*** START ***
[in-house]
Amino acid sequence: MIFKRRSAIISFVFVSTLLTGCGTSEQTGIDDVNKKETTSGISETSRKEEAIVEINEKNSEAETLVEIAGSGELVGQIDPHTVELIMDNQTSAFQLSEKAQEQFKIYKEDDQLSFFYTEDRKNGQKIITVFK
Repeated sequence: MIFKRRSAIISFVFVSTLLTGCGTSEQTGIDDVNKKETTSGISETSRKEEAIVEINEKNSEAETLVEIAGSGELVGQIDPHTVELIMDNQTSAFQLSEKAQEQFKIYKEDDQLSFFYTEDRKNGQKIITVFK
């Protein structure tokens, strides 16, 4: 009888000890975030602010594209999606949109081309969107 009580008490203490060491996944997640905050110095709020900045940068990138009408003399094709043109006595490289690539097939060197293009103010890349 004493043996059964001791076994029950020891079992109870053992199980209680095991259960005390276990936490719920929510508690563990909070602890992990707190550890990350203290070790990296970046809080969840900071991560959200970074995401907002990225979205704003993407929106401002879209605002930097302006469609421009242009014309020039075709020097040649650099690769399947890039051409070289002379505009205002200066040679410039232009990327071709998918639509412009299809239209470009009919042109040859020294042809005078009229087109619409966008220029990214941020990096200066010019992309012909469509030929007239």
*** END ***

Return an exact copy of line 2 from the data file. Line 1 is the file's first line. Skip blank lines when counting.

Amino acid sequence: MIFKRRSAIISFVFVSTLLTGCGTSEQTGIDDVNKKETTSGISETSRKEEAIVEINEKNSEAETLVEIAGSGELVGQIDPHTVELIMDNQTSAFQLSEKAQEQFKIYKEDDQLSFFYTEDRKNGQKIITVFK